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Cell phones and unlocking cars

  1. Aug 19, 2007 #1
    Has anybody heard of this myth/urban lengend? Any thoughts on how feasible it is?

    This only applies to cars that can be unlocked by that remote button on your key ring. Should you lock your keys in the car and the spare keys are home, and you don't have "OnStar," here's your answer to the problem!

    If someone has access to the spare remote at your home, call them on your cell phone (or borrow one from someone if the cell phone is locked in the car too!)

    Hold your (or anyone's) cell phone about a foot from your car door and have the other person at your home press the unlock button, holding it near the phone.

    Your car will unlock. and it works. Saves someone from having to drive your keys to you. Distance is no object. You could be hundreds of miles away, and if you can reach someone who has the other "remote" for your car, you can unlock the doors (or the trunk, or have the "horn" signal go off, or whatever!) ​

    Everything I think I know about RF, cell phones and antennas (which admittedly isn't very much) says it shouldn't work (like the Snopes article says), but a friend of mine says she tried it with her sister who was 200 miles away and it worked.

    According to the Snopes article, remote keyless entry systems operate at 300 MHz, so the only even slightly plausible explanation I could come up with was that somehow the cell phone's antenna managed to pick up a weak version of the key fob's signal and rebroadcast it through the cell network to the other side where it was received by the car.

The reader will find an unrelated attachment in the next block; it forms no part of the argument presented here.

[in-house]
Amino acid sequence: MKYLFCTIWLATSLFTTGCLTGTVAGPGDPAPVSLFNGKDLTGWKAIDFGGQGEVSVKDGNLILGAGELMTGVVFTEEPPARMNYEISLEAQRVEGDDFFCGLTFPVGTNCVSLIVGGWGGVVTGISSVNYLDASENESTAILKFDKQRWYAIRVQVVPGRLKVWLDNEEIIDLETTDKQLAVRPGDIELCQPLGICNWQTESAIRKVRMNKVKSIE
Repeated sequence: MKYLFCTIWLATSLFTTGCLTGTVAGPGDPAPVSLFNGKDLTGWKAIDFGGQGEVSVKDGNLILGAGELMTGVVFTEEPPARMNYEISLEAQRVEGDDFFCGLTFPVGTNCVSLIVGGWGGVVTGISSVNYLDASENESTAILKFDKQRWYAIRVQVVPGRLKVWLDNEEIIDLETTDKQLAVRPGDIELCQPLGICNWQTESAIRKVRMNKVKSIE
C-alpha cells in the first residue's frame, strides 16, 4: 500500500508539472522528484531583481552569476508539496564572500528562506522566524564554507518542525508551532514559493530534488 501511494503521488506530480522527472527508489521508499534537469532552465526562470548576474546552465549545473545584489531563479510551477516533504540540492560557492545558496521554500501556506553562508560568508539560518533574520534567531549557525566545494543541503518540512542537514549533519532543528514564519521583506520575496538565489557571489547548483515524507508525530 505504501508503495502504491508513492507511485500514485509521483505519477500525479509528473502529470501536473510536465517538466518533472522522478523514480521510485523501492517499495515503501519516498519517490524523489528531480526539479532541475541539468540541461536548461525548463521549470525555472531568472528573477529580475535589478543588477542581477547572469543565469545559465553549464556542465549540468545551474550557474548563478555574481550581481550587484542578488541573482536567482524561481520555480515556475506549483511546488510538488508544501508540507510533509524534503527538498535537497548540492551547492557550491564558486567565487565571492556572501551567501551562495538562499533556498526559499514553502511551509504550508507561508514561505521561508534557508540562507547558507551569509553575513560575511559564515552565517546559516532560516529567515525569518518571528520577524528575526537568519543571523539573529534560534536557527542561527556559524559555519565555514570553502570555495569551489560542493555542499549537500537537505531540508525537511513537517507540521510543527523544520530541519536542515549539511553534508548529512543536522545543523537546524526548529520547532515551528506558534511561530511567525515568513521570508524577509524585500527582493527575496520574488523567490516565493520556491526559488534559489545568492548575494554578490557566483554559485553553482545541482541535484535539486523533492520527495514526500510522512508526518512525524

Thoughts? I'm very skeptical about my explanation, but it's the only one I have. I would have thought that cell phones and/or cell phone networks would have filters to weed out interference like this. Maybe someone's trying to pull a fast one on me?
  2. jcsd
  3. Aug 19, 2007 #2


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    It isn't even conceivably possible.

    - Warren
  4. Aug 19, 2007 #3


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    Agreed. I looked this up on snopes.com a couple months ago for a similar thread here on the PF. It's a documented urban legend, which matches what EEs like chroot and I would say based on what we know about how each of those components work.

    I'm too pooped to look up the link again (it's been a long weekend!), but the OP can just go to snopes.com and put in some of the key phrases from his post to get the match.
  5. Aug 20, 2007 #4


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    Sounds to me a bit like the (more entertaining) urban legend that a parrot will mimic the same.
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